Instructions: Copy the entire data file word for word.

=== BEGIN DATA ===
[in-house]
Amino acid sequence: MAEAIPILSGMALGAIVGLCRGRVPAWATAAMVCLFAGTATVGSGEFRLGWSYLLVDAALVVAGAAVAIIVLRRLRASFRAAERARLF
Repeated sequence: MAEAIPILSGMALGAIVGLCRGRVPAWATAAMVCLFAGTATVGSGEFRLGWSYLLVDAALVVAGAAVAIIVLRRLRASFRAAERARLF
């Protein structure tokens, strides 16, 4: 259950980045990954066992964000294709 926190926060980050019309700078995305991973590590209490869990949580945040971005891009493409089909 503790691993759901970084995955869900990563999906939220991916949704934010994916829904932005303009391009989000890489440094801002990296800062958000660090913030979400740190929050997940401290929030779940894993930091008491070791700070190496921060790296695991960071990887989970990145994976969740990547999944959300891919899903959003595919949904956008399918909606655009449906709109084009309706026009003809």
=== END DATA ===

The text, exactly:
[in-house]
Amino acid sequence: MAEAIPILSGMALGAIVGLCRGRVPAWATAAMVCLFAGTATVGSGEFRLGWSYLLVDAALVVAGAAVAIIVLRRLRASFRAAERARLF
Repeated sequence: MAEAIPILSGMALGAIVGLCRGRVPAWATAAMVCLFAGTATVGSGEFRLGWSYLLVDAALVVAGAAVAIIVLRRLRASFRAAERARLF
């Protein structure tokens, strides 16, 4: 259950980045990954066992964000294709 926190926060980050019309700078995305991973590590209490869990949580945040971005891009493409089909 503790691993759901970084995955869900990563999906939220991916949704934010994916829904932005303009391009989000890489440094801002990296800062958000660090913030979400740190929050997940401290929030779940894993930091008491070791700070190496921060790296695991960071990887989970990145994976969740990547999944959300891919899903959003595919949904956008399918909606655009449906709109084009309706026009003809």